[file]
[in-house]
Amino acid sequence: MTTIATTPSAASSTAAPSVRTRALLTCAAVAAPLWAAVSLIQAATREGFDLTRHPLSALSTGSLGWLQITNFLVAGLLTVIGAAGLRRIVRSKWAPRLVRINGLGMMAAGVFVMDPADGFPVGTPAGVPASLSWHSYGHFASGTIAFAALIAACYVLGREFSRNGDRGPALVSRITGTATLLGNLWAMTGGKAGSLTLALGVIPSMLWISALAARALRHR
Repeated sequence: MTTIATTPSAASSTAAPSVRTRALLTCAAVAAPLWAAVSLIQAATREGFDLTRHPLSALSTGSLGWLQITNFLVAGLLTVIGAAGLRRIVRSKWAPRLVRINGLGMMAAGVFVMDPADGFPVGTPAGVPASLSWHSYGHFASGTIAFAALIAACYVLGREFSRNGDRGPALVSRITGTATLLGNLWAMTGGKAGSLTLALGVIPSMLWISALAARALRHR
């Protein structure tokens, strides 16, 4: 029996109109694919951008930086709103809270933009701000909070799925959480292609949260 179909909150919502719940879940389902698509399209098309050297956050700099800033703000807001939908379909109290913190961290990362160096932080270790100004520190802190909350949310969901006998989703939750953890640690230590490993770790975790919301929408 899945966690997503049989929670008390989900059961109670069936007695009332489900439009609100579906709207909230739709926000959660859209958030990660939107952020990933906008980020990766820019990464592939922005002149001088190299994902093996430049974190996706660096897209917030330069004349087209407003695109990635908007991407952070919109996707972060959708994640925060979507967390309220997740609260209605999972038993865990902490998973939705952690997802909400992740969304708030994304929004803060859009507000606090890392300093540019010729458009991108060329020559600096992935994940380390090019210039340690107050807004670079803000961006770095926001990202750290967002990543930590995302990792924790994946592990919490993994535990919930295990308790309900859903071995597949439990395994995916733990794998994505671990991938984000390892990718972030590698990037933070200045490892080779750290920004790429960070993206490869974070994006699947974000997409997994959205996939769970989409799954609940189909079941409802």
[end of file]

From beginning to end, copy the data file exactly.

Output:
[in-house]
Amino acid sequence: MTTIATTPSAASSTAAPSVRTRALLTCAAVAAPLWAAVSLIQAATREGFDLTRHPLSALSTGSLGWLQITNFLVAGLLTVIGAAGLRRIVRSKWAPRLVRINGLGMMAAGVFVMDPADGFPVGTPAGVPASLSWHSYGHFASGTIAFAALIAACYVLGREFSRNGDRGPALVSRITGTATLLGNLWAMTGGKAGSLTLALGVIPSMLWISALAARALRHR
Repeated sequence: MTTIATTPSAASSTAAPSVRTRALLTCAAVAAPLWAAVSLIQAATREGFDLTRHPLSALSTGSLGWLQITNFLVAGLLTVIGAAGLRRIVRSKWAPRLVRINGLGMMAAGVFVMDPADGFPVGTPAGVPASLSWHSYGHFASGTIAFAALIAACYVLGREFSRNGDRGPALVSRITGTATLLGNLWAMTGGKAGSLTLALGVIPSMLWISALAARALRHR
């Protein structure tokens, strides 16, 4: 029996109109694919951008930086709103809270933009701000909070799925959480292609949260 179909909150919502719940879940389902698509399209098309050297956050700099800033703000807001939908379909109290913190961290990362160096932080270790100004520190802190909350949310969901006998989703939750953890640690230590490993770790975790919301929408 899945966690997503049989929670008390989900059961109670069936007695009332489900439009609100579906709207909230739709926000959660859209958030990660939107952020990933906008980020990766820019990464592939922005002149001088190299994902093996430049974190996706660096897209917030330069004349087209407003695109990635908007991407952070919109996707972060959708994640925060979507967390309220997740609260209605999972038993865990902490998973939705952690997802909400992740969304708030994304929004803060859009507000606090890392300093540019010729458009991108060329020559600096992935994940380390090019210039340690107050807004670079803000961006770095926001990202750290967002990543930590995302990792924790994946592990919490993994535990919930295990308790309900859903071995597949439990395994995916733990794998994505671990991938984000390892990718972030590698990037933070200045490892080779750290920004790429960070993206490869974070994006699947974000997409997994959205996939769970989409799954609940189909079941409802």